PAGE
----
Romania has offered a definition of added sugars, in the law under consideration, which includes ‘beet sugar, cane sugar, crystalline sucrose, invert sugar, dextrose, molasses, honey sugars, molasses and syrups such as malt syrup, fruit, rice malt syrup, corn syrup, high fructose corn syrup, maple syrup, glucose syrup, glucose-fructose, fructose, sucrose, glucose, lactose, hydrolyzed lactose and galactose added as ingredients, sugars contained in nectars such as coconut blossom nectar, date nectar, agave nectar, sugars from unsweetened fruit juices, fruit juice concentrate, sugars from fruit purees and jam‘ (Romania, law 296/2023, article 55).

4) European Union, the darkness

The recommendations of WHO Europe on the management of public health risks linked to obesity and overweight continue to be ignored by an increasingly cowardly European Commission, which persists in disregarding its duties to:

– introduce nutritional profiles, as established in the Nutrition and Health Regulation (EC) No 1924/06, article 4, within a deadline that has now expired almost fifteen years ago, (8)

– define a mandatory FOPNL (Front-of-pack nutrition labelling) system, such as the NutriScore already successfully applied in 9 European countries, (9)

– ban obesogenic marketing, following the example of the ‘Health and Care Bill’ in the UK. (10)

5) Provisional conclusions

WHO Europe had already indicated in 2021 the English strategy as a model to follow for the reduction of energy intake (kcal) and sugars in the population’s diet. (11) But the only priority of European politicians remains that of favoring corporations. A shame that is already costing public health budgets dearly.

Dario Dongo


(1) Sabrina Bergamini, Dario Dongo. Obesity, childhood obesity and marketing. WHO Europe 2022 report. GIFT (Great Italian Food Trade). 16.6.22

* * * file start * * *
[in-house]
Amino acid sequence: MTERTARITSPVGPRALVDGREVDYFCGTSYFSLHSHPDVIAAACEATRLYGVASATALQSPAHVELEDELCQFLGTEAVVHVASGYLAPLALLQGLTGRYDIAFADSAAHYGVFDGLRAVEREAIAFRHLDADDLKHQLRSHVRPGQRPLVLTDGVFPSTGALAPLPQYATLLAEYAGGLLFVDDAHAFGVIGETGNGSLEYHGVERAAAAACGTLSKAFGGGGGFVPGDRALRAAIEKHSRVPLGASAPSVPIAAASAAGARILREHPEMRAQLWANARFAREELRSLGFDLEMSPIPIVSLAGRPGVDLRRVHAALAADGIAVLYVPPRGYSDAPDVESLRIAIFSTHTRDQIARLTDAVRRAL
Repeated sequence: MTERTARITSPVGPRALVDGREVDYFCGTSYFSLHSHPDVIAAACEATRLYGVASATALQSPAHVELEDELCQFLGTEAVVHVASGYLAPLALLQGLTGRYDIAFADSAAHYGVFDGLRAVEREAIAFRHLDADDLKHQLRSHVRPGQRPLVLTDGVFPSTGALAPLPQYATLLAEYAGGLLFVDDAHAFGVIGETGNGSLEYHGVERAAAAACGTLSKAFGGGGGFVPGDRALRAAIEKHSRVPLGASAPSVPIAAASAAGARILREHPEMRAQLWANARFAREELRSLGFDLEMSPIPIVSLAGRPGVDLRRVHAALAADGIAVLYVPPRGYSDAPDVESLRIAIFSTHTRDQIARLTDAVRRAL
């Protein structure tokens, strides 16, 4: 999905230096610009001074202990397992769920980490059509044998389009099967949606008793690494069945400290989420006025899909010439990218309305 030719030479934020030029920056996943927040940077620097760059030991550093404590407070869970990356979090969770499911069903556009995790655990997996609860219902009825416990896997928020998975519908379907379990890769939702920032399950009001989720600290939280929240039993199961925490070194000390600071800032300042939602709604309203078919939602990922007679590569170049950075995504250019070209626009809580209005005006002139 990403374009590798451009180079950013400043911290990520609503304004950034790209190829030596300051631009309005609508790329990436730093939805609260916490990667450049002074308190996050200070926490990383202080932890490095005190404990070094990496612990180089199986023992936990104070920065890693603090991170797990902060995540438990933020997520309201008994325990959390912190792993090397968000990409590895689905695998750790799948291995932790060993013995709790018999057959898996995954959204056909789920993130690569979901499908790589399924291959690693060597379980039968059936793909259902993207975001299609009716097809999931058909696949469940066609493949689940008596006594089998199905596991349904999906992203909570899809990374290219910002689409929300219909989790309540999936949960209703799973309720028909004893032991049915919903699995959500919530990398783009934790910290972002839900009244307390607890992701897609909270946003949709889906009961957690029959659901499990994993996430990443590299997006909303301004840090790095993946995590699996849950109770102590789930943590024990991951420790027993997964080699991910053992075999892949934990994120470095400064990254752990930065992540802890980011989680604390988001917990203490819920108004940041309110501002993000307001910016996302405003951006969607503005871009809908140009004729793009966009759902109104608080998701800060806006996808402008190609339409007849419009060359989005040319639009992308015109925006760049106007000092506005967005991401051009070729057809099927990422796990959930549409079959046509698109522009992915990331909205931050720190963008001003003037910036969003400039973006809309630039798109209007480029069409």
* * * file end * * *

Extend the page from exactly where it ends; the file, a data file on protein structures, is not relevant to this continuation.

(2) Dario Dongo, Sabrina Bergamini. Sugared and sweetened drinks, sweet snacks. Studies on premature mortality and sugar tax. GIFT (Great Italian Food Trade). 10.9.19

(3) WHO European Regional Obesity Report reveals extent of health challenge across Europe. WHO Europe

(4) Law no. 296 of October 26, 2023, regarding some fiscal-budgetary measures to ensure Romania’s long-term financial sustainability

(5) Marta Strinati. The harmful role of sugars in the diet, EFSA opinion. GIFT (Great Italian Food Trade). 1.3.22

(6) Dario Dongo, Carlotta Suardi. Orange, in Italy double ration of sugar. GIFT (Great Italian Food Trade). 17.7.18

(7) Marta Strinati. Sugar tax. 5.000 fewer cases of obesity among British girls. GIFT (Great Italian Food Trade). 28.1.23 

(8) Dario Dongo. Nutritional profiles, 10 years in hiding in Brussels. GIFT (Great Italian Food Trade). 19.1.19

(9) Marta Strinati, Dario Dongo. NutriScore, a report by 320 scientists to urge the European Commission. GIFT (Great Italian Food Trade). 12.5.23

(10) Dario Dongo. England, stop advertising junk food thanks to the Health and Care Bill. GIFT (Great Italian Food Trade). 2.5.22

(11) Marta Strinati. WHO chooses the UK model to reduce calories and sugar in the Old Continent. GIFT (Great Italian Food Trade). 2.10.21

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Dario Dongo, lawyer and journalist, PhD in international food law, founder of WIISE (FARE - GIFT - Food Times) and Égalité.